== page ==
Degenerate Art | Americana Legacy in Heady Glass


     Think about how glass plays a roll in your life. For many, it’s been a consistent medium between you and the elevated head-change you’re lighting up to. Glass pieces are convenient, especially if you’re not one to roll-one to blaze-one. With that said, not all glass is created equally. For starters, all production glass pieces be excluded; we’re here to celebrate the legacy of heady American glass. 

     Rewinding back to the 80’s to introduce a gentleman, artist, and cultural icon by the name of Robert Snodgrass who singlehandedly pioneered the heady glass movement. He knew no borders as he and his crew traveled the country to share his functional glass art. After traveling for some time, they chose Oregon as home for many reasons including quality herb. It was the originality of Snodgrass pipes and his early glass blowing techniques which influenced other glass artists to gravitate west in search of understanding and learning the rare art form. It was apparent that the younger generation of glass artists would help push the movement to incorporate new and innovative artistic styles and functionalities for herbal consumption.

     As lustrous bongs, bubblers, and intricate glass pipes made their way into American homes in the 90’s, the heady glass artists were beginning to see the fruits of their investments. Much of the movement, credited to the cannabis community, was the functional application of the pieces which gave birth to the new artistic perspective of heady glass. Glass artists continue to test the limits of art & functional glass, and from the untrained eye, it seems limitless. “The feeling of competition without threat or consequence or anything helped us develop new styles at just incredible speeds, from the first one layer outside silver fume to the first layer encasement, to the two-layer double layer patterning, to the inside out, each time something new has developed making the old thing obsolete.” said Jason Lee, Great American Glassblower.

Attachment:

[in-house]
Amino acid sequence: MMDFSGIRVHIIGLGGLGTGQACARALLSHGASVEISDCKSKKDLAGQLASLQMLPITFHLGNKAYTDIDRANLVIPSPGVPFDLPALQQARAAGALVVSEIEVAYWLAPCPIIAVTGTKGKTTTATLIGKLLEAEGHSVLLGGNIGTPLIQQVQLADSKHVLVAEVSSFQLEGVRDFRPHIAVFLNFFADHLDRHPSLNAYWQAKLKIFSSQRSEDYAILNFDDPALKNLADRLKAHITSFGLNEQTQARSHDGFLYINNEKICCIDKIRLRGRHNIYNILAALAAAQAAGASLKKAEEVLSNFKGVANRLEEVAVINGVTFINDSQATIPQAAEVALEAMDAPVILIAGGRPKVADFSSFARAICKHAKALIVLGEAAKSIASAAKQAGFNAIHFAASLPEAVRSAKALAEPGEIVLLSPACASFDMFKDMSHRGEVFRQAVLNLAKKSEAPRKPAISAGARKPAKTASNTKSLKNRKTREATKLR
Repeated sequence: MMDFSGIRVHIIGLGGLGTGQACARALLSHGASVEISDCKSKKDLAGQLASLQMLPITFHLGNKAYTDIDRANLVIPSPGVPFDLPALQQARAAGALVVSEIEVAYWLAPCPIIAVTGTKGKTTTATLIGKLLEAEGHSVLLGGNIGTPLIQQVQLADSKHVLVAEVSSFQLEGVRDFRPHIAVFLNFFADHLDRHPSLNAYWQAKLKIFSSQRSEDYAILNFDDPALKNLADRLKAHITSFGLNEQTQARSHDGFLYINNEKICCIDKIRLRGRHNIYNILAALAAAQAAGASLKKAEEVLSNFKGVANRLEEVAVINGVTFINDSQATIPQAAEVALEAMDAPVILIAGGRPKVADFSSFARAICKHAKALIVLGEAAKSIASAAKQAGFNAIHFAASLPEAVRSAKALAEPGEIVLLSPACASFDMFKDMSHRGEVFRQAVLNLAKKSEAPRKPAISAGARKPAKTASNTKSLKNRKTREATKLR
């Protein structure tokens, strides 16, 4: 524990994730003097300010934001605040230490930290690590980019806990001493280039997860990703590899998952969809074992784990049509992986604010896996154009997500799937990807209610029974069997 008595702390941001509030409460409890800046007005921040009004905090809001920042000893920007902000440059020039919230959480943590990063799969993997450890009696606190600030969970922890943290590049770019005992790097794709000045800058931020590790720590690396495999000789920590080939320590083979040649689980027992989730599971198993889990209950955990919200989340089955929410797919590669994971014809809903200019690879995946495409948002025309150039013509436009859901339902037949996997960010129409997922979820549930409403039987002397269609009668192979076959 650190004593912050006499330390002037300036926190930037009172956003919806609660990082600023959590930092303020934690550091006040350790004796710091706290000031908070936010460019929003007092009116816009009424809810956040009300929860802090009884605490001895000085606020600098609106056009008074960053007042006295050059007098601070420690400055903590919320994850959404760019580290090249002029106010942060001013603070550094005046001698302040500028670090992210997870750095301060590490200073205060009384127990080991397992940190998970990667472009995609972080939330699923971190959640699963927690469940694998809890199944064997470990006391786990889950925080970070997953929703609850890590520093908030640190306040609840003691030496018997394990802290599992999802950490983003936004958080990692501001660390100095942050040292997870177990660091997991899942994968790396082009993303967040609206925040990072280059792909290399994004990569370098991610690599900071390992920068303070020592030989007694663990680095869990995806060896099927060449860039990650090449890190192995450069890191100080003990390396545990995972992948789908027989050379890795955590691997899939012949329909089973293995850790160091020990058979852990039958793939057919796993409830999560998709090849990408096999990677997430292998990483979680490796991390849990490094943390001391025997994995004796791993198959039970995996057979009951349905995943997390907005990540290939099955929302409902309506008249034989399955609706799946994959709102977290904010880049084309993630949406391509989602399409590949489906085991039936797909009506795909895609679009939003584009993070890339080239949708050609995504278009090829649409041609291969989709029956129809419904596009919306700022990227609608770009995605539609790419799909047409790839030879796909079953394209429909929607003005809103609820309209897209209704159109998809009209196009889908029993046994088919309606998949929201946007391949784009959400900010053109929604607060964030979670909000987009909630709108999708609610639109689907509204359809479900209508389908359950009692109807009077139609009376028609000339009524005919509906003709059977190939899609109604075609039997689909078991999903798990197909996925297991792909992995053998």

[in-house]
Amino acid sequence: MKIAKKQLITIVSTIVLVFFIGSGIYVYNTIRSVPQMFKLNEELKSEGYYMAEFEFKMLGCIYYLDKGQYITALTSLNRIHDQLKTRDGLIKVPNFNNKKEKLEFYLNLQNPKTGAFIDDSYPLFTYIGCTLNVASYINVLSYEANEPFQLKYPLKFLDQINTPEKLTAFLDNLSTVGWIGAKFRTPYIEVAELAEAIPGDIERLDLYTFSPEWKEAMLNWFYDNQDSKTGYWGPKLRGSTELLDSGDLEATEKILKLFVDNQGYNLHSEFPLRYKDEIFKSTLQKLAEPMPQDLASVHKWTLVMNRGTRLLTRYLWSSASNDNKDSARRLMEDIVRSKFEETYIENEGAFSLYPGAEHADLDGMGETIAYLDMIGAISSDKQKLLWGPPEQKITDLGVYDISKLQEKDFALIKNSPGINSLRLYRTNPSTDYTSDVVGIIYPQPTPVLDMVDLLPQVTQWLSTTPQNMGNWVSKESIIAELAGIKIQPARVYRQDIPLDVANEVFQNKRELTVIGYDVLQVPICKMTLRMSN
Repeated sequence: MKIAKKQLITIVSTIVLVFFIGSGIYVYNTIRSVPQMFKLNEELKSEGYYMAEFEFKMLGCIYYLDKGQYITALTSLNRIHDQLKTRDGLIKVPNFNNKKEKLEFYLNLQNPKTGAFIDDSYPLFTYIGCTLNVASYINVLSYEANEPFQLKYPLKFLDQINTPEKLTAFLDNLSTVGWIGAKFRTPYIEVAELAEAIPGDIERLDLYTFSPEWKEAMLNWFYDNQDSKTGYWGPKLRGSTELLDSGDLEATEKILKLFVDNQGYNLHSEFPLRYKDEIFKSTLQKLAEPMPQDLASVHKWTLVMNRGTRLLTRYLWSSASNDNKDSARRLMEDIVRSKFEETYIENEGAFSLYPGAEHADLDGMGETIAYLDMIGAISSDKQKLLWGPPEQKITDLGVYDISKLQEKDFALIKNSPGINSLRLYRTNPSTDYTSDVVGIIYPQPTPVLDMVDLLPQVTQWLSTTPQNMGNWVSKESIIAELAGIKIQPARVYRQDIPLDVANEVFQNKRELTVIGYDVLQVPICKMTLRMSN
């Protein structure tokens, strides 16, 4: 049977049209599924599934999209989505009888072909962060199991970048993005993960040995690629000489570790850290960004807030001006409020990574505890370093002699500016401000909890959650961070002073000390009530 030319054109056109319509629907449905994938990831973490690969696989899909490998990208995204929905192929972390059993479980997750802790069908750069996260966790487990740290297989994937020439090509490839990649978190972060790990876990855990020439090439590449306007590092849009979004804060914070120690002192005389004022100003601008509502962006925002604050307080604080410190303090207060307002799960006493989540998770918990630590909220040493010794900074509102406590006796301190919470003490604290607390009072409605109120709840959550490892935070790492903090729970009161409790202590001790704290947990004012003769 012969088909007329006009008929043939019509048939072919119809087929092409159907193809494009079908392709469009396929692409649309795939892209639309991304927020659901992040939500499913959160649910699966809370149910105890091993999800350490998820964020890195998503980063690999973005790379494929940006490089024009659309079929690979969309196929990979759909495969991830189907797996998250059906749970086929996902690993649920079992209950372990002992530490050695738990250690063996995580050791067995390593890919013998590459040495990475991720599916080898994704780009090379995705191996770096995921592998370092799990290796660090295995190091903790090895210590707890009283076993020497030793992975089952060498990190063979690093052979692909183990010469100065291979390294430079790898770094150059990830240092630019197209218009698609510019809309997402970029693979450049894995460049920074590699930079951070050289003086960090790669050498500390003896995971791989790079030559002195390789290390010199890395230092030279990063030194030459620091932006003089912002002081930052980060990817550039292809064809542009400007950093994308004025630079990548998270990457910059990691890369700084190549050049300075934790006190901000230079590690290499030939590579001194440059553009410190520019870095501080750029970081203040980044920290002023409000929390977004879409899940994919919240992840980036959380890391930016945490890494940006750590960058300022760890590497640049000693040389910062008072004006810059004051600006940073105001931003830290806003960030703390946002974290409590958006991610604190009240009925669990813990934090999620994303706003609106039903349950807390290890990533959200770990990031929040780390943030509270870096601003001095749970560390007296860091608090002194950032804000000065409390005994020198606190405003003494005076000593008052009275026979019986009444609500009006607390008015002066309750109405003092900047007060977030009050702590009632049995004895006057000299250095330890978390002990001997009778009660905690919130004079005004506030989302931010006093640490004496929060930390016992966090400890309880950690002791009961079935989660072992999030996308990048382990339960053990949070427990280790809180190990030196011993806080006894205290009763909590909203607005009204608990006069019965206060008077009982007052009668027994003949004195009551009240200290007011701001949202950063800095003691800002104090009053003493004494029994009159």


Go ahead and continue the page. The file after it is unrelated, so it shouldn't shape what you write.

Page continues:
“There is no doubt in the world that this color would not be here without the pipe industry.” said Abe Fleishman, Owner, Northstar Glassworks, “the palate has grown dramatically, when we had 12 to 20 something colors in the industry and now we are looking at roughly around 200-300 colors available to us as artists, it’s like a collaboration, it’s definitely the artists that have driven this to where it is.” said Fleishman. Northstar Glassworks and Glass Alchemy, two of the largest art glass manufacturers that call Portland home, have been working hard to supply the Heady Glass movement and in-turn, “we have seen a huge revival in lamp working because of the pipe movement. Because we made color readily available, we started seeing growth in color take place. Any advancement you have seen in the [glass] sculpture world, all came from the advance in the pipe.” said Henry Grimmet of Glass Alchemy.

     The American documentary, Degenerate Art, written and produced by M. Slinger, gives an unprecedented glimpse into this sub-culture. Narrated by glass-blowing icons, this film captures the essence of the movement and how cannabis influenced the evolution of the art, as much as the art elevated the experience of cannabis. As much as functional art has a purpose, some of the heady pieces being crafted today are clearly art over function, as these masterpieces should never be smoked out of. Yet for very good reason, the very bowl and functional mechanics of the artistic glass pieces signifies the very reason the illustrious heady art pieces exist in our world.   


M. Slinger Rig

M. Slinger | American Glassblower, Director of Degenerate ArtM. Slinger | American Glassblower, Director of Degenerate Art

Heady Head Piece by Justin Jenicke @ickeglass


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